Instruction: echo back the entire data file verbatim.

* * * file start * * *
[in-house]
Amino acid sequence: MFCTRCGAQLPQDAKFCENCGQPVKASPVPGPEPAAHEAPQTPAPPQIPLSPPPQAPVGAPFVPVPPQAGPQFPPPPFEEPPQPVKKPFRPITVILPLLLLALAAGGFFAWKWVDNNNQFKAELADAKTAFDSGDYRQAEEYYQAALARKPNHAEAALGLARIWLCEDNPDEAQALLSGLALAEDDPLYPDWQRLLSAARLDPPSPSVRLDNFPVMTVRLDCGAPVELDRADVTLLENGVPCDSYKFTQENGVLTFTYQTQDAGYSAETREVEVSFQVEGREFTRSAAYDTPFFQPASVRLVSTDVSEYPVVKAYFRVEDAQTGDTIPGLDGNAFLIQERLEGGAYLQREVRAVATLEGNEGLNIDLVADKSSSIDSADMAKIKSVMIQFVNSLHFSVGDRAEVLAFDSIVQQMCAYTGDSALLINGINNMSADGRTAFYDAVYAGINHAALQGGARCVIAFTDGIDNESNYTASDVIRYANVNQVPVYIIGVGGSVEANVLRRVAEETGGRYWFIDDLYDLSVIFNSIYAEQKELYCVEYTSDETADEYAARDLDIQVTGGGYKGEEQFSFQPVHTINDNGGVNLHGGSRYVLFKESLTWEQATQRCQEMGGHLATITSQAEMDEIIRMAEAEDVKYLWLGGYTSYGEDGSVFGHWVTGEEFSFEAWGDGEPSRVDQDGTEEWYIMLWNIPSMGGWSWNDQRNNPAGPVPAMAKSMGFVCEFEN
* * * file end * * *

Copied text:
[in-house]
Amino acid sequence: MFCTRCGAQLPQDAKFCENCGQPVKASPVPGPEPAAHEAPQTPAPPQIPLSPPPQAPVGAPFVPVPPQAGPQFPPPPFEEPPQPVKKPFRPITVILPLLLLALAAGGFFAWKWVDNNNQFKAELADAKTAFDSGDYRQAEEYYQAALARKPNHAEAALGLARIWLCEDNPDEAQALLSGLALAEDDPLYPDWQRLLSAARLDPPSPSVRLDNFPVMTVRLDCGAPVELDRADVTLLENGVPCDSYKFTQENGVLTFTYQTQDAGYSAETREVEVSFQVEGREFTRSAAYDTPFFQPASVRLVSTDVSEYPVVKAYFRVEDAQTGDTIPGLDGNAFLIQERLEGGAYLQREVRAVATLEGNEGLNIDLVADKSSSIDSADMAKIKSVMIQFVNSLHFSVGDRAEVLAFDSIVQQMCAYTGDSALLINGINNMSADGRTAFYDAVYAGINHAALQGGARCVIAFTDGIDNESNYTASDVIRYANVNQVPVYIIGVGGSVEANVLRRVAEETGGRYWFIDDLYDLSVIFNSIYAEQKELYCVEYTSDETADEYAARDLDIQVTGGGYKGEEQFSFQPVHTINDNGGVNLHGGSRYVLFKESLTWEQATQRCQEMGGHLATITSQAEMDEIIRMAEAEDVKYLWLGGYTSYGEDGSVFGHWVTGEEFSFEAWGDGEPSRVDQDGTEEWYIMLWNIPSMGGWSWNDQRNNPAGPVPAMAKSMGFVCEFEN